You need to pick a topic before you can start building a cluster.

Whatever topic you pick, it needs to be tight enough so that it focuses on a single concept. But it also must be broad enough so that you’re not limiting the amount of content you can produce.

Don’t overcomplicate it. The key here is to start thinking in terms of topics and not just keywords.

Here are some criteria that will help you make good choices. Topics should:

  • Satisfy informational search intent.
  • Have search traffic potential (just don’t get hung up on search volume).
  • Be broad enough to generate subtopics.

Struggling for ideas? Head over to Ahrefs’ Keywords Explorer, search for a niche-related term, and go to the Overview report.

You can now look at Keyword ideas for—well, keyword ideas. This is a good place to start picking a topic to build a cluster around.

Just don’t use terms that are too narrow here.

For example, if you drop in a keyword like “personal injury lawyer for prisoners,” the results are not useful for the purpose of building a topic cluster:

List of keyword ideas

However, if you go a bit broader and drop in the keyword “personal injury lawyer,” you’ll get some good terms:

List of keyword ideas on left; list of "question" searches on right

These terms (in the “Questions” section) fit our criteria: informational, search traffic potential, and broad.

However, the Terms match ideas are more like commercial investigation intent keywords. So we may want to go broader and use “lawyer” as a seed keyword instead.


Because I don’t think you’d use keywords such as “best personal injury lawyer” and “atlanta personal injury lawyer” to build a topic cluster—much less an informational topic cluster.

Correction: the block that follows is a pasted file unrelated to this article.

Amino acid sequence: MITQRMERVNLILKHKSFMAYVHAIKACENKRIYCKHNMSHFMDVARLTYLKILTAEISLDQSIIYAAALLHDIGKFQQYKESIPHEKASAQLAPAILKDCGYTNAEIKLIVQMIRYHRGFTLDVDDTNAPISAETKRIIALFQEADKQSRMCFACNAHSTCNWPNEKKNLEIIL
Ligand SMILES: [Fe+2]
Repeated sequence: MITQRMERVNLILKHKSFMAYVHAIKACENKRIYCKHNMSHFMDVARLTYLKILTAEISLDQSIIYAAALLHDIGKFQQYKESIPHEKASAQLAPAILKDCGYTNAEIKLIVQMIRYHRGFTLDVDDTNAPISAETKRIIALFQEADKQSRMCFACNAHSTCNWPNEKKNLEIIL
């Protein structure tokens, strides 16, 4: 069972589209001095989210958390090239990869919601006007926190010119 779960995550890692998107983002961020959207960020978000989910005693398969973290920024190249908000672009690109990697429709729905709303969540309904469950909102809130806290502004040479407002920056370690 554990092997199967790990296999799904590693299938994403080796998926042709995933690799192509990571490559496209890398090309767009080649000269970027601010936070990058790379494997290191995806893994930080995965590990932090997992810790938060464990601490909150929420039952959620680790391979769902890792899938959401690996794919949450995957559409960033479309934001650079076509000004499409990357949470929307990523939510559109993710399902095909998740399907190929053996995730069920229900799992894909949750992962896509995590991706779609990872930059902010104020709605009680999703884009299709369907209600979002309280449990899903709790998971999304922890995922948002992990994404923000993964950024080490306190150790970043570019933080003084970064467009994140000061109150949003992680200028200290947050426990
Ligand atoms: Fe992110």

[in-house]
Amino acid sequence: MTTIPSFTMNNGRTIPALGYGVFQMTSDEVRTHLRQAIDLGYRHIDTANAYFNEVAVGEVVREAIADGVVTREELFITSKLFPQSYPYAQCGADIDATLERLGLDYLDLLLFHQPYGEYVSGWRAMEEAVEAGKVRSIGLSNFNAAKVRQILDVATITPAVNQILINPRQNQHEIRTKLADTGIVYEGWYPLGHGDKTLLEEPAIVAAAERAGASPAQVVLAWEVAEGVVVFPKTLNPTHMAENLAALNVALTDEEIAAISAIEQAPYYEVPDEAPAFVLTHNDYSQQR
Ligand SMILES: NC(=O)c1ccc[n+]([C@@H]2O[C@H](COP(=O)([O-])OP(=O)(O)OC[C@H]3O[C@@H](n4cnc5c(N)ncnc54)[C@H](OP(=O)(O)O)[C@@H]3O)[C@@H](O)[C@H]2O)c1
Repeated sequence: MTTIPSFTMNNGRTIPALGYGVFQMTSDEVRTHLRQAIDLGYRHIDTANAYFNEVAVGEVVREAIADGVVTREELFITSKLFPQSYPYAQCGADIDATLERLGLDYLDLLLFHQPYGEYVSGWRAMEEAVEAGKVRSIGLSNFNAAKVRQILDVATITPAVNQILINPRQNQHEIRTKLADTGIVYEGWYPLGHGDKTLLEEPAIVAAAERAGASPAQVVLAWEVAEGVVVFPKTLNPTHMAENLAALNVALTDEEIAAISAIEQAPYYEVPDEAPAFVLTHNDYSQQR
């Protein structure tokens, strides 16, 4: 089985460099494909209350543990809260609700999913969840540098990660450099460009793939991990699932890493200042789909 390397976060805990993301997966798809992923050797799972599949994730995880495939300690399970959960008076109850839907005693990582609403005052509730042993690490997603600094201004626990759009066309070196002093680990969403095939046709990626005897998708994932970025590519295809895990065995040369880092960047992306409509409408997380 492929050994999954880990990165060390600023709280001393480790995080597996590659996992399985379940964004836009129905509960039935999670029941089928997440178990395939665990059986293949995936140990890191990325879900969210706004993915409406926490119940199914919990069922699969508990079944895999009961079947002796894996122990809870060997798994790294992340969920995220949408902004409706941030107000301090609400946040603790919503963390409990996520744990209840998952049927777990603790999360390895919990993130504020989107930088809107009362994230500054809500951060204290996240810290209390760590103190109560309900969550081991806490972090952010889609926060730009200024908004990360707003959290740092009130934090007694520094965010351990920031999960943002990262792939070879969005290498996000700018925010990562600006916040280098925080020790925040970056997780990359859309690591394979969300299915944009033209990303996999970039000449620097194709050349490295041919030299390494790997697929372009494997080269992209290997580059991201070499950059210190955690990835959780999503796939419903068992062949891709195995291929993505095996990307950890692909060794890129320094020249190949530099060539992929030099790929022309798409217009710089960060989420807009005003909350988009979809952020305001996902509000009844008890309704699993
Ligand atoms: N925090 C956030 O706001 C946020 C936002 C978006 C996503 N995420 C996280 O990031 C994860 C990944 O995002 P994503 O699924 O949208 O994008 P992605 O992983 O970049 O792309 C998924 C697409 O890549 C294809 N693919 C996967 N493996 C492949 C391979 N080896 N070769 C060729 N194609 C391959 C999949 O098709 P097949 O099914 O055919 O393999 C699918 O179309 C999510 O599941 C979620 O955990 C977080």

Here’s what we get using the seed keyword “lawyer” instead:

List of keyword ideas on left; list of "question" searches on right

Once more, these terms fit our three criteria (and our original term “personal injury lawyer“shows up again).

The key here is to pick a topic that has the potential to unlock more supporting topics. If you pick topics that are too narrow, you’ll not have enough keywords to choose from. Too broad and you’ll have to filter through many unrelated terms.

Step 2. Do topical keyword research with Wikipedia

In this section, we will walk through how to use Wikipedia to understand the common talking points of a topic so that you can do better, more informed keyword research.

But first: Why use Wikipedia, though?

Well, because it is the ultimate topic cluster. Every Wikipedia article fully covers a topic and interlinks between supporting subtopics—just like an SEO topic cluster does. Treat it as a guide for choosing topics to pursue.

For this example, let’s build a topic cluster around the topic “personal injury lawyer.”Why this one? It’s because I know absolutely nothing about this industry.

First up, see if there is a Wikipedia page for the topic, which there is.